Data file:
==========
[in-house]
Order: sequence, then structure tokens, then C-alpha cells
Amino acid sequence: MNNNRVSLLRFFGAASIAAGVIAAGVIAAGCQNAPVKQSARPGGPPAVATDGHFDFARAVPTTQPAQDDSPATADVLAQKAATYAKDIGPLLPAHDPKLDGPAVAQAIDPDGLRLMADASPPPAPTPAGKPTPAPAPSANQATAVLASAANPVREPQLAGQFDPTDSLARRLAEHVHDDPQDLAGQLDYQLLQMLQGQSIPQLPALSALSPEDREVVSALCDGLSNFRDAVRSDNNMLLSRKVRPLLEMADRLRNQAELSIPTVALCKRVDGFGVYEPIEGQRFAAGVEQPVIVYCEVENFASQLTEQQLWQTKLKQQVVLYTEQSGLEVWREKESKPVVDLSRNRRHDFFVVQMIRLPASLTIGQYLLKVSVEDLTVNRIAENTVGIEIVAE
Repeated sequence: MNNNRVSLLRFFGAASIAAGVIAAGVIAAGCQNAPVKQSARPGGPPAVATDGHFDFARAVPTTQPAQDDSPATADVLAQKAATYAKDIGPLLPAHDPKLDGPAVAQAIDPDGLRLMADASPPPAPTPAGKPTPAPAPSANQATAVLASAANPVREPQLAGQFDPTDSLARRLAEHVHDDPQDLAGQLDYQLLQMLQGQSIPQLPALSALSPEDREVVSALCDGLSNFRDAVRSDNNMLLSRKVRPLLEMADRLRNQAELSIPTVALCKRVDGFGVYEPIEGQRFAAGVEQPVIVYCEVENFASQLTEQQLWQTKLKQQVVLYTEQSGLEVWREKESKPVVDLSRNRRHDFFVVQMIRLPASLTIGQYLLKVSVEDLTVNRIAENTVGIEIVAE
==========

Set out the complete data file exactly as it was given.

[in-house]
Order: sequence, then structure tokens, then C-alpha cells
Amino acid sequence: MNNNRVSLLRFFGAASIAAGVIAAGVIAAGCQNAPVKQSARPGGPPAVATDGHFDFARAVPTTQPAQDDSPATADVLAQKAATYAKDIGPLLPAHDPKLDGPAVAQAIDPDGLRLMADASPPPAPTPAGKPTPAPAPSANQATAVLASAANPVREPQLAGQFDPTDSLARRLAEHVHDDPQDLAGQLDYQLLQMLQGQSIPQLPALSALSPEDREVVSALCDGLSNFRDAVRSDNNMLLSRKVRPLLEMADRLRNQAELSIPTVALCKRVDGFGVYEPIEGQRFAAGVEQPVIVYCEVENFASQLTEQQLWQTKLKQQVVLYTEQSGLEVWREKESKPVVDLSRNRRHDFFVVQMIRLPASLTIGQYLLKVSVEDLTVNRIAENTVGIEIVAE
Repeated sequence: MNNNRVSLLRFFGAASIAAGVIAAGVIAAGCQNAPVKQSARPGGPPAVATDGHFDFARAVPTTQPAQDDSPATADVLAQKAATYAKDIGPLLPAHDPKLDGPAVAQAIDPDGLRLMADASPPPAPTPAGKPTPAPAPSANQATAVLASAANPVREPQLAGQFDPTDSLARRLAEHVHDDPQDLAGQLDYQLLQMLQGQSIPQLPALSALSPEDREVVSALCDGLSNFRDAVRSDNNMLLSRKVRPLLEMADRLRNQAELSIPTVALCKRVDGFGVYEPIEGQRFAAGVEQPVIVYCEVENFASQLTEQQLWQTKLKQQVVLYTEQSGLEVWREKESKPVVDLSRNRRHDFFVVQMIRLPASLTIGQYLLKVSVEDLTVNRIAENTVGIEIVAE